By John O'Donnell
BRUSSELS (Reuters) - Europe moved closer to ending banking secrecy on Wednesday after Austria dropped objections to sharing data on foreign depositors and the EU focused on negotiating a similar agreement with Switzerland.
"It's a bad day for tax cheats," Austrian Chancellor Werner Faymann told reporters at a meeting of EU leaders to discuss fighting tax fraud. "We will act jointly and I believe we will manage the exchange of data by the end of the year."
Nearly all EU member states exchange information about which bank account holders receive what interest payments - an agreement known as the Savings Directive.
Luxembourg and Austria had not wanted to reveal the names of account holders to other countries and instead allow banks to withhold tax, but under pressure from their European partners both have now agreed to sign up to the code.
"The wording we have now is good," Faymann said, referring to an EU agreement on bank information exchange to be discussed at the summit. "I can agree with that and it's an important step for Europe."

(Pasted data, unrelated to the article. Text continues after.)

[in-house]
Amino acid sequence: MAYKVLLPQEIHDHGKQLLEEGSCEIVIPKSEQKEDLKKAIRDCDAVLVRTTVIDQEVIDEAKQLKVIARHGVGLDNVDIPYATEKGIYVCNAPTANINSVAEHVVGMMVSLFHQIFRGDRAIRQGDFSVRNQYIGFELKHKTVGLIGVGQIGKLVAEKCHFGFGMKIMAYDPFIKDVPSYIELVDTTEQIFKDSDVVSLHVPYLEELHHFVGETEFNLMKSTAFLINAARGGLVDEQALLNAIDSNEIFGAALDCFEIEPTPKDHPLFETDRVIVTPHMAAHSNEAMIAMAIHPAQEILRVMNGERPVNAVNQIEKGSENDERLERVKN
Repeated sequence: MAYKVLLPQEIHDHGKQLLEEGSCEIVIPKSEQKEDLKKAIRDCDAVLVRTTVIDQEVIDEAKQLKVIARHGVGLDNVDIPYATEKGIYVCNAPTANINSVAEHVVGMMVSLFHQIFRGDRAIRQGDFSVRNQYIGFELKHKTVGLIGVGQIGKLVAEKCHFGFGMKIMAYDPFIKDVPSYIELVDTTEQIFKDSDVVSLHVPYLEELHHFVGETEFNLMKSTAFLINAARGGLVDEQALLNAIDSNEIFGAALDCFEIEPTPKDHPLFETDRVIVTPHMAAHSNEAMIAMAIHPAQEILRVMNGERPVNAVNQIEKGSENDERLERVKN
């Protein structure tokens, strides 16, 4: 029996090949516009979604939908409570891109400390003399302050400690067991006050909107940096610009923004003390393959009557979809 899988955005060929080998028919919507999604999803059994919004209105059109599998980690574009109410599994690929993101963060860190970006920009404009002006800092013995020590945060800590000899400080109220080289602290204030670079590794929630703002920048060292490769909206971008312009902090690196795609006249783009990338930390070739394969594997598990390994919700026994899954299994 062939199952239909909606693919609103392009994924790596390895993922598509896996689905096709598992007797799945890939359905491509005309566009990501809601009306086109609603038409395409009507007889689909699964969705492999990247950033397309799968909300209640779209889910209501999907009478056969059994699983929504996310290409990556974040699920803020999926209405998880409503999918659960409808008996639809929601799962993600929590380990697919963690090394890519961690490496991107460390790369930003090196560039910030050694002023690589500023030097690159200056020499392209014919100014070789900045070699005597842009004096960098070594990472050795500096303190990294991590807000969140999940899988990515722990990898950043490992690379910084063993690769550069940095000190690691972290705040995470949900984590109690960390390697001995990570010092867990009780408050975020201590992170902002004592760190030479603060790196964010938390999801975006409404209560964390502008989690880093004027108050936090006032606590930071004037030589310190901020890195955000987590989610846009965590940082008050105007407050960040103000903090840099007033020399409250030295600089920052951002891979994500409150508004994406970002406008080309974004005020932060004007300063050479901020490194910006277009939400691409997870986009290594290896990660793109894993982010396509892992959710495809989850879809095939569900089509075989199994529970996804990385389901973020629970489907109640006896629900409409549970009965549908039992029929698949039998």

German Chancellor Angela Merkel described the deal as an 'enormous step'. "There will finally be an exchange of necessary tax information in the European Union," she said.
Most developed countries share information on taxpayers and depositors "on demand". But since this requires the authorities in the requesting jurisdiction to suspect wrongdoing, it has only limited impact in uncovering unlawful behavior.
Luxembourg, whose banking system holds deposits many times the size of its economy, has said it will exchange information from 2015 but first wants a similar agreement with neighboring Switzerland, the globe's biggest offshore center with $2 trillion of offshore assets.
"Luxembourg is ready to automatically exchange information from January 2015 as long as the European Union goes ahead with its negotiations with Switzerland and other countries," Luxembourg's Prime Minister Jean-Claude Juncker said.
Automatic exchange of information makes it easier for tax authorities to spot tax evasion or illicit money flows.
As well as negotiating with Switzerland to bring it into the same regime as the EU's 27 member states, the EU also plans to negotiate with Liechtenstein, Monaco, Andorra and San Marino, small states with banking secrecy regimes, to try to close off all potential loopholes in Europe.
(Reporting By John O'Donnell and Robert-Jan Bartunek; editing by Rex Merrifield and Ruth Pitchford)